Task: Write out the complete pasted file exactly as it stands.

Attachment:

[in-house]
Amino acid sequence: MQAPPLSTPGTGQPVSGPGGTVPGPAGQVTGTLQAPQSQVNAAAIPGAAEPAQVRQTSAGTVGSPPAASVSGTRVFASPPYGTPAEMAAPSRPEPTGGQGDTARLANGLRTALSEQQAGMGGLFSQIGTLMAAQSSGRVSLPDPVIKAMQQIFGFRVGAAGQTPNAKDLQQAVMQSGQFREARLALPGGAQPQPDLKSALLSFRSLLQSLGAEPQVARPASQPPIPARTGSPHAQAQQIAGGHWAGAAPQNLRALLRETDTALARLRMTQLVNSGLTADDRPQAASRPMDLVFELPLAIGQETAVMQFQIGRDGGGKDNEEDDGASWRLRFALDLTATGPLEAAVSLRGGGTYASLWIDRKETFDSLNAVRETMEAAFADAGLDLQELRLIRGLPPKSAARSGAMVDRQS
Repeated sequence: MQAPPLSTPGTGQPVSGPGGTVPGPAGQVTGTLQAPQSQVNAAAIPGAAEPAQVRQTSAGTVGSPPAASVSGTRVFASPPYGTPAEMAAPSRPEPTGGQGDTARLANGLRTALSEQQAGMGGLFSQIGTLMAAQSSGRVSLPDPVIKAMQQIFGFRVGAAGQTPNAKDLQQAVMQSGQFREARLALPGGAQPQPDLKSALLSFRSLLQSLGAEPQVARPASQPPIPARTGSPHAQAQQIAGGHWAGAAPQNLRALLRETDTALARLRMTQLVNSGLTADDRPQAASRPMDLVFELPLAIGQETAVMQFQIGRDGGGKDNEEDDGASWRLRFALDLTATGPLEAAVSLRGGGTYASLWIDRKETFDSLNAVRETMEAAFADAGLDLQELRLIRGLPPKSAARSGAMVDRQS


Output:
[in-house]
Amino acid sequence: MQAPPLSTPGTGQPVSGPGGTVPGPAGQVTGTLQAPQSQVNAAAIPGAAEPAQVRQTSAGTVGSPPAASVSGTRVFASPPYGTPAEMAAPSRPEPTGGQGDTARLANGLRTALSEQQAGMGGLFSQIGTLMAAQSSGRVSLPDPVIKAMQQIFGFRVGAAGQTPNAKDLQQAVMQSGQFREARLALPGGAQPQPDLKSALLSFRSLLQSLGAEPQVARPASQPPIPARTGSPHAQAQQIAGGHWAGAAPQNLRALLRETDTALARLRMTQLVNSGLTADDRPQAASRPMDLVFELPLAIGQETAVMQFQIGRDGGGKDNEEDDGASWRLRFALDLTATGPLEAAVSLRGGGTYASLWIDRKETFDSLNAVRETMEAAFADAGLDLQELRLIRGLPPKSAARSGAMVDRQS
Repeated sequence: MQAPPLSTPGTGQPVSGPGGTVPGPAGQVTGTLQAPQSQVNAAAIPGAAEPAQVRQTSAGTVGSPPAASVSGTRVFASPPYGTPAEMAAPSRPEPTGGQGDTARLANGLRTALSEQQAGMGGLFSQIGTLMAAQSSGRVSLPDPVIKAMQQIFGFRVGAAGQTPNAKDLQQAVMQSGQFREARLALPGGAQPQPDLKSALLSFRSLLQSLGAEPQVARPASQPPIPARTGSPHAQAQQIAGGHWAGAAPQNLRALLRETDTALARLRMTQLVNSGLTADDRPQAASRPMDLVFELPLAIGQETAVMQFQIGRDGGGKDNEEDDGASWRLRFALDLTATGPLEAAVSLRGGGTYASLWIDRKETFDSLNAVRETMEAAFADAGLDLQELRLIRGLPPKSAARSGAMVDRQS